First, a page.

Journal of Neuro-Oncology

, Volume 136, Issue 1, pp 207–212 | Cite as

Imaging changes over 18 months following stereotactic radiosurgery for brain metastases: both late radiation necrosis and tumor progression can occur

  • Dylann Fujimoto
  • Rie von Eyben
  • Iris C. Gibbs
  • Steven D. Chang
  • Gordon Li
  • Griffith R. Harsh
  • Steven Hancock
  • Nancy Fischbein
  • Scott G. SoltysEmail author
Clinical Study


Following stereotactic radiosurgery (SRS) for brain metastases, the median time range to develop adverse radiation effect (ARE) or radiation necrosis is 7–11 months. Similarly, the risk of local tumor recurrence following SRS is < 5% after 18 months. With improvements in systemic therapy, patients are living longer and are at risk for both late (defined as > 18 months after SRS) tumor recurrence and late ARE, which have not previously been well described. An IRB-approved, retrospective review identified patients treated with SRS who developed new MRI contrast enhancement > 18 months following SRS. ARE was defined as stabilization/shrinkage of the lesion over time or pathologic confirmation of necrosis, without tumor. Local failure (LF) was defined as continued enlargement of the lesion over time or pathologic confirmation of tumor. We identified 16 patients, with a median follow-up of 48.2 months and median overall survival of 73.0 months, who had 19 metastases with late imaging changes occurring a median of 32.9 months (range 18.5–63.2 months) after SRS. Following SRS, 12 lesions had late ARE at a median of 33.2 months and 7 lesions had late LF occurring a median of 23.6 months. As patients with cancer live longer and as SRS is increasingly utilized for treatment of brain metastases, the incidence of these previously rare imaging changes is likely to increase. Clinicians should be aware of these late events, with ARE occurring up to 5.3 years and local failure up to 3.8 years following SRS in our cohort.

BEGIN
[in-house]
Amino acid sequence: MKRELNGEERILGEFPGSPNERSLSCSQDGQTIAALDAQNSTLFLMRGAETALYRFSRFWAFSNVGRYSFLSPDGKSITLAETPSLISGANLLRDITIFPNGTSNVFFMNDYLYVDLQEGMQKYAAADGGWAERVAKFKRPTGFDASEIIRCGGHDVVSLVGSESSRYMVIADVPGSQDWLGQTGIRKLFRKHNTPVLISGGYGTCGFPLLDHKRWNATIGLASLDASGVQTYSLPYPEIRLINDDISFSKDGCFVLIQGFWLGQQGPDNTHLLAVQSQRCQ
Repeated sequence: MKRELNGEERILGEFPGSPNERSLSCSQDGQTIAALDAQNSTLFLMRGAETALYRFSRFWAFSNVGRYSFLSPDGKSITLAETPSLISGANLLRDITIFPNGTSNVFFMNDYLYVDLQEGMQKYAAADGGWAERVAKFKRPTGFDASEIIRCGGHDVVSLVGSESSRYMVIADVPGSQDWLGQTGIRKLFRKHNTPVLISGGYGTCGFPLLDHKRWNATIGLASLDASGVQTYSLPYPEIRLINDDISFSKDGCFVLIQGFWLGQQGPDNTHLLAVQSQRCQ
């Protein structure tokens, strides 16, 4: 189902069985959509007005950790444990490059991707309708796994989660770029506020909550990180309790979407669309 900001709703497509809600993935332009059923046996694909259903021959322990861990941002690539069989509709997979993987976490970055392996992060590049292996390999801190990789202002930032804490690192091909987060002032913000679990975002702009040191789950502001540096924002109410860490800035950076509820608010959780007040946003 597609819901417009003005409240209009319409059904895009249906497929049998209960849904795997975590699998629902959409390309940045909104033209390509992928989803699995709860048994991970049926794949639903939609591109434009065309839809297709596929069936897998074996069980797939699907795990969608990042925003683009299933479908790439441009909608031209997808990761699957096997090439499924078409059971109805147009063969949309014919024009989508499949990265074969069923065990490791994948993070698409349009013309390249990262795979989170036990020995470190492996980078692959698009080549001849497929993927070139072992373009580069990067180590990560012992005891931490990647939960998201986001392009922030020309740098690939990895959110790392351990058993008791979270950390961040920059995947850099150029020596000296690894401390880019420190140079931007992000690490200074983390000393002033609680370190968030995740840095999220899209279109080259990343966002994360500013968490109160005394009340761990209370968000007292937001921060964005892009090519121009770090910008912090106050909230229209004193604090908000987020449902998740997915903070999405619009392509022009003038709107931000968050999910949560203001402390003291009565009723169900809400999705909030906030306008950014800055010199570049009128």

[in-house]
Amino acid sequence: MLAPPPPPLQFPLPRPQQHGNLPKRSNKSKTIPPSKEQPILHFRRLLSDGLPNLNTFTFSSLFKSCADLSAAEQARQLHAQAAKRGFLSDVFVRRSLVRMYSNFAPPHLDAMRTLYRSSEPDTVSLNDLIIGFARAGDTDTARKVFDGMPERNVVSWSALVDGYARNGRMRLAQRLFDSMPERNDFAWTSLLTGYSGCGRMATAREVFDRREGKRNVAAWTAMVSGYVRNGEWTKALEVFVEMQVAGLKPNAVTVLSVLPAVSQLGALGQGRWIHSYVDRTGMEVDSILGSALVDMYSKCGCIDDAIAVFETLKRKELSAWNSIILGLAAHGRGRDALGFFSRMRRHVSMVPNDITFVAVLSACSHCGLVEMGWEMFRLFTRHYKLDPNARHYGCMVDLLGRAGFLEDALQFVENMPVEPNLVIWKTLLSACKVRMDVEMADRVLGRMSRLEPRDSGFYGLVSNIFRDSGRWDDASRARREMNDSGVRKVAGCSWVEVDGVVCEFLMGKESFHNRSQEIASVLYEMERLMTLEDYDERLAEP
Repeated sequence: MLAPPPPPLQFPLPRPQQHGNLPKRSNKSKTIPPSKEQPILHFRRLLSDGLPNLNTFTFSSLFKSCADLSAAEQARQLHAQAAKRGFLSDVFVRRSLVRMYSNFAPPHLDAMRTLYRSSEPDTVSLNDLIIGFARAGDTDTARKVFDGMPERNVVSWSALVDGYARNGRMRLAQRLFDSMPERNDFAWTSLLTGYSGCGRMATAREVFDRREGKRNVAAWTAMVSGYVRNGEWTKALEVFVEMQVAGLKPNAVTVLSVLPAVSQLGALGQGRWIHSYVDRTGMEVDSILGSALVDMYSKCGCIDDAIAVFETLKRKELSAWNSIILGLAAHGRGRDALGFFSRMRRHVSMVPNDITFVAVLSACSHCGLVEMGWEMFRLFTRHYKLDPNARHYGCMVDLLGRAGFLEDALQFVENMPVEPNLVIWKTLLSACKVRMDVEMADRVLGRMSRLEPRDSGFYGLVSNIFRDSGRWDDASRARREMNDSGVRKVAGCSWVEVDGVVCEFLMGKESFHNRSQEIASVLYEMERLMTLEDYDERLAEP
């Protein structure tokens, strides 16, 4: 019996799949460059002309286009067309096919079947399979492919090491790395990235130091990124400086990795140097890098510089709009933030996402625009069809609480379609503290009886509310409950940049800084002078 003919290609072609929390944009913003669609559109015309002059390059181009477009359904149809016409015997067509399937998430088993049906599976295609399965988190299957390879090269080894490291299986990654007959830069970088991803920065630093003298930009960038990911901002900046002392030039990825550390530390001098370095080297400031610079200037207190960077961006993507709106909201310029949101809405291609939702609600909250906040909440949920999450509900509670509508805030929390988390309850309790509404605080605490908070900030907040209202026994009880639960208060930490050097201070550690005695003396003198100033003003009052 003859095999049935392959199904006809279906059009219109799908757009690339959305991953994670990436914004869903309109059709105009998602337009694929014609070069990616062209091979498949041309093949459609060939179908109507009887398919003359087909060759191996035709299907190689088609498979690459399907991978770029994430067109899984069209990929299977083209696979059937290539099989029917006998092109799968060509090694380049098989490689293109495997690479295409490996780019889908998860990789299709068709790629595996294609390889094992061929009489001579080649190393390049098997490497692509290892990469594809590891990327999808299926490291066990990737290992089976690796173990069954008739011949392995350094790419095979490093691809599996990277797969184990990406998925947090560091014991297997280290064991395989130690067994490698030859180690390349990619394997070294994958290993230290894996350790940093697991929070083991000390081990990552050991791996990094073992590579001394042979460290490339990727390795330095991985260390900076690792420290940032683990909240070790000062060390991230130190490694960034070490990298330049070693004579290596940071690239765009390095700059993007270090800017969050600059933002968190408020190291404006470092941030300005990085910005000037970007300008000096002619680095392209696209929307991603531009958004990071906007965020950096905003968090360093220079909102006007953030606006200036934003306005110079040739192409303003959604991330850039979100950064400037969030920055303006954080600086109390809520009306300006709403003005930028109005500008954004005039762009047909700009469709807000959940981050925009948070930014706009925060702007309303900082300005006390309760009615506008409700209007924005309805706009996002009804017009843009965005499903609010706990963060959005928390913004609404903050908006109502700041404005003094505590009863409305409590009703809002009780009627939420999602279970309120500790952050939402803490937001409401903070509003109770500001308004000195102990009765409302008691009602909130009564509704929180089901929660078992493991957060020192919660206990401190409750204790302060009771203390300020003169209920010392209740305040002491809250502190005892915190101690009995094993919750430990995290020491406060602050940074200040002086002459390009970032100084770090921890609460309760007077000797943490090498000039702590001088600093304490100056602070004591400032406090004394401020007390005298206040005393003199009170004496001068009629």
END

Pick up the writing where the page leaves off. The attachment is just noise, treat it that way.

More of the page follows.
Brain metastases Stereotactic radiosurgery Adverse radiation effect Radiation necrosis Surveillance 


Compliance with ethical standards

Conflict of interest

The authors declare that they have no conflict of interest.

Ethical approval

All procedures performed in studies involving human participants were in accordance with the ethical standards of the institutional and/or national research committee and with the 1964 Helsinki declaration and its later amendments or comparable ethical standards.


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Copyright information

© Springer Science+Business Media, LLC 2017

Authors and Affiliations

  • Dylann Fujimoto
    • 1
  • Rie von Eyben
    • 1
  • Iris C. Gibbs
    • 1
  • Steven D. Chang
    • 2
  • Gordon Li
    • 2
  • Griffith R. Harsh
    • 2
  • Steven Hancock
    • 1
  • Nancy Fischbein
    • 3
  • Scott G. Soltys
    • 1
    Email author
  1. 1.Department of Radiation Oncology, Stanford Cancer InstituteStanford UniversityStanfordUSA
  2. 2.Department of Neurosurgery, Stanford Cancer InstituteStanford UniversityStanfordUSA
  3. 3.Department of RadiologyStanford UniversityStanfordUSA

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